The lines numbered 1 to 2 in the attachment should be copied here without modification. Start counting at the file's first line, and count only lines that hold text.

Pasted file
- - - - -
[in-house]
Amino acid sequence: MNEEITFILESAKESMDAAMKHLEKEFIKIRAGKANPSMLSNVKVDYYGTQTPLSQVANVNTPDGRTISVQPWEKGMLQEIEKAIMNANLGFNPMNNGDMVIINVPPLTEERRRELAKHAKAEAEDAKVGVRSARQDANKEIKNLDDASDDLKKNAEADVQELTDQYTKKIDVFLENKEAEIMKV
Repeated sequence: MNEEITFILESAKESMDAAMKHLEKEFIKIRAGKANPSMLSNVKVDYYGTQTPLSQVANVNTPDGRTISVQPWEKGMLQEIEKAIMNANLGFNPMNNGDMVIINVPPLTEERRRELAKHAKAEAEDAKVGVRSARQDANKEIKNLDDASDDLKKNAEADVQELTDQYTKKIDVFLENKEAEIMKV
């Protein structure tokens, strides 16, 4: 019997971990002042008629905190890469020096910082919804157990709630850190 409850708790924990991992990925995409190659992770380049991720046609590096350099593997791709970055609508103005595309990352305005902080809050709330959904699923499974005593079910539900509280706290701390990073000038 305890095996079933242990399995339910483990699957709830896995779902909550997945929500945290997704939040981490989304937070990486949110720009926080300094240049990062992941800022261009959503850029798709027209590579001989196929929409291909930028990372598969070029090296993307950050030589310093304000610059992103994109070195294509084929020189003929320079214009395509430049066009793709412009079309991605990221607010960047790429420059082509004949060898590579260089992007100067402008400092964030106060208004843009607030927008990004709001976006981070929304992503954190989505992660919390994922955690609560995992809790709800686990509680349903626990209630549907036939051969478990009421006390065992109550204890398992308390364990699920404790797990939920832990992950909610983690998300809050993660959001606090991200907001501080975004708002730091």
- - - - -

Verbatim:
[in-house]
Amino acid sequence: MNEEITFILESAKESMDAAMKHLEKEFIKIRAGKANPSMLSNVKVDYYGTQTPLSQVANVNTPDGRTISVQPWEKGMLQEIEKAIMNANLGFNPMNNGDMVIINVPPLTEERRRELAKHAKAEAEDAKVGVRSARQDANKEIKNLDDASDDLKKNAEADVQELTDQYTKKIDVFLENKEAEIMKV